Should I eat soil? Voices of the drought-hit from under a Delhi flyover
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New Delhi: Dasarath Ahirwar is hopeful he will find work.
Earlier this week, he joined dozens of other migrants under a flyover at Sarai Kale Khan in a busy intersection on the edge of east Delhi.
With him are his wife, two daughters aged two and five, and ten-year-old son.
Ahirwar had caught the overcrowded Sampark Kranti Express from his village in Sagar district of Madhya Pradesh. There was just enough space for the four of them to huddle inside the packed compartment.
Like many others under the flyover, Ahirwar is a first-time migrant to this teeming city, a fugitive from drought and hunger. The flyover is conveniently located, next to a busy inter-state bus terminus and a short walk from the Nizamuddin railway station.
Under Delhi’s relentless summer sun, the family simply joined others waiting under the shade of the flyover, all waiting for work.
It’s been five days under the flyover for Ahirwar, without any sign of work.
And yet they keep coming, their numbers swelling every day—migrants driven out of their villages by India’s second drought in two years.
A landless labourer from drought-hit Madhya Pradesh, Ahirwar was left with Rs.300 after paying for train tickets. “That got over in the last few days to arrange for food. Now there is no money to buy a ticket back home or for food,” he said.
As the conversation continues, some men intervene to ask if this writer is a contractor looking to hire daily wagers. By afternoon, hopes of finding work fade and the looming burden of feeding a family for another day makes the group a little restless.
Every morning two trains arrive in Delhi from Bundelkhand, a drought-prone region spread across 13 districts of Uttar Pradesh and Madhya Pradesh, bringing hundreds in search of work.
The daily trains—Mahakoshal and Uttar Pradesh Sampark Kranti—could well be called India’s Drought Express.
Ahirwar says the numbers are swelling every day—more than 400 people reach Sarai Kale Khan every morning. Those who are lucky and have contacts in the city—maybe someone from the village working at a building site in Noida or Gurgaon—move on from the transit point under the flyover.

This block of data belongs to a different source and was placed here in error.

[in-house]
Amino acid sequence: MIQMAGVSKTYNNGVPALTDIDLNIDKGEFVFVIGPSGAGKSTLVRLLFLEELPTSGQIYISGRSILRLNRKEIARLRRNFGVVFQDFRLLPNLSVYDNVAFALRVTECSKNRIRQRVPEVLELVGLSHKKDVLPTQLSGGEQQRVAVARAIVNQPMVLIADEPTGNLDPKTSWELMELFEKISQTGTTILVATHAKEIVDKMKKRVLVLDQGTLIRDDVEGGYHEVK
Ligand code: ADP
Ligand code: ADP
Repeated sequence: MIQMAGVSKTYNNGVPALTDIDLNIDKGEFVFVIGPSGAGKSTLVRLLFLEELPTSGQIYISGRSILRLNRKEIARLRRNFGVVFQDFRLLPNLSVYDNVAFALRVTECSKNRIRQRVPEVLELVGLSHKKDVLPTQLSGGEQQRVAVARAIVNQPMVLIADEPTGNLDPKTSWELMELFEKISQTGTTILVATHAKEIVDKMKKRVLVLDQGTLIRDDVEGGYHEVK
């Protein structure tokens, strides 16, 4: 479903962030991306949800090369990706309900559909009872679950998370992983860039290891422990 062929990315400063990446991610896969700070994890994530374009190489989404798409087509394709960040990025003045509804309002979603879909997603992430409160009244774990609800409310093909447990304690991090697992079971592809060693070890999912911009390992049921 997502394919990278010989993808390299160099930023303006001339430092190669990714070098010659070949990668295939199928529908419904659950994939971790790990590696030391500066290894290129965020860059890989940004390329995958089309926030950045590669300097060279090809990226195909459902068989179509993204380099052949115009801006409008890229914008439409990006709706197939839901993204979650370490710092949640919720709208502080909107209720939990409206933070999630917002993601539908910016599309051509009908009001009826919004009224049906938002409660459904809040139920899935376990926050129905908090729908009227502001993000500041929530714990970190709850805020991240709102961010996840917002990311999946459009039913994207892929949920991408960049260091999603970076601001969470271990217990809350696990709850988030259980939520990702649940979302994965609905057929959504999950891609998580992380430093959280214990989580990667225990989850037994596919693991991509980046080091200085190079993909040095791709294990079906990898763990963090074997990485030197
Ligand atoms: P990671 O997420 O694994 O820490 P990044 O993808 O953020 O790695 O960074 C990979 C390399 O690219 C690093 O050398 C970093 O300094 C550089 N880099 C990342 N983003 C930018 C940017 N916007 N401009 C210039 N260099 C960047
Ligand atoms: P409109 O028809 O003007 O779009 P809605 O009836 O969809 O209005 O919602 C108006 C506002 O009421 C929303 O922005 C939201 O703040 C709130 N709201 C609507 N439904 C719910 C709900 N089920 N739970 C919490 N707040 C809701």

Others like Ahirwar wait under the flyover—a transit labour camp for all practical purposes.
Bundelkhand to Delhi
After two years of deficit rains, India has seen two back-to-back droughts, hitting the farm economy, turning famers destitute. Less known is the fact that Bundelkhand has seen 13 droughts in the past 15 years—and news that the south-west monsoon will be bountiful in 2016 has not yet reached the fleeing families.
As a Mint report last month showed , hunger is rampant and work under the employment guarantee scheme is hard to come by. Stray cattle foraging the arid landscape or carcasses on parched lake-beds are a common sight.
The afternoons in Sarai Kale Khan are sluggish. With temperatures touching 45 degrees Celsius, the shade from the flyover give some respite from the searing heat.
Many doze off as children run around makeshift chulhas—coal ovens—where the women cook lunch. They fetch drinking water from the railway station. Women defecate only after sundown, behind the shrubs and bushes abutting Delhi’s busiest road, the Ring Road. There is no water for a bath.
But, here under the flyover, there are friendships to be struck. Ahirwar has made friends with 15-year-old Amit from Mahoba district in Uttar Pradesh.
Going by the standards of the refuge in Sarai Kale Khan, Amit is a veteran. He came here with his family three months ago. He goes to building sites with them for a week or ten days when they get work, and then returns to the transit camp to wait for work again.
“The last time we worked for a month in Ashok Vihar but got paid for 20 days,” he said.
Amit’s father Malkan gives a cogent explanation. There is a surplus of people looking for work. Entire villages in Bundelkhand have emptied out to escape hunger and there is an acute shortage of work in Delhi. “So labour contractors are fleecing us. Most cannot even find work. Those who do are not getting paid.”
Anger and shame
As evening falls, the families melt away. They pick up their plastic sacks and walk up to the inter-state bus terminus, where they will spend the night. But some stay back and sleep at the busy intersection. They return to reclaim their spot under the flyover by six in the morning.
In between their long wait for work and sleepless nights—most fear they will lose their belongings to thieves or juvenile drug addicts—there is anger.
“If the government gave us our (subsidized) food rations or some work (through the employment guarantee scheme) we would not be roaming in Delhi like beggars,” said Rakesh from Tikamgarh in Madhya Pradesh.
In a flash of anger, he curses governments at the state and centre, accusing them of looking the other way and going back on the promised achhe din.
“I have an acre of land in my village, but what am I supposed to do? Eat the soil?” he asks.
There is shame, too. A farmer owning five acres of land who has just arrived on Wednesday evening from Jhansi in Uttar Pradesh refuses to give his name or let himself photographed. “A photo in the papers will give my family a bad name. Farmers like us have never been to Delhi to work as daily labourers,” he said.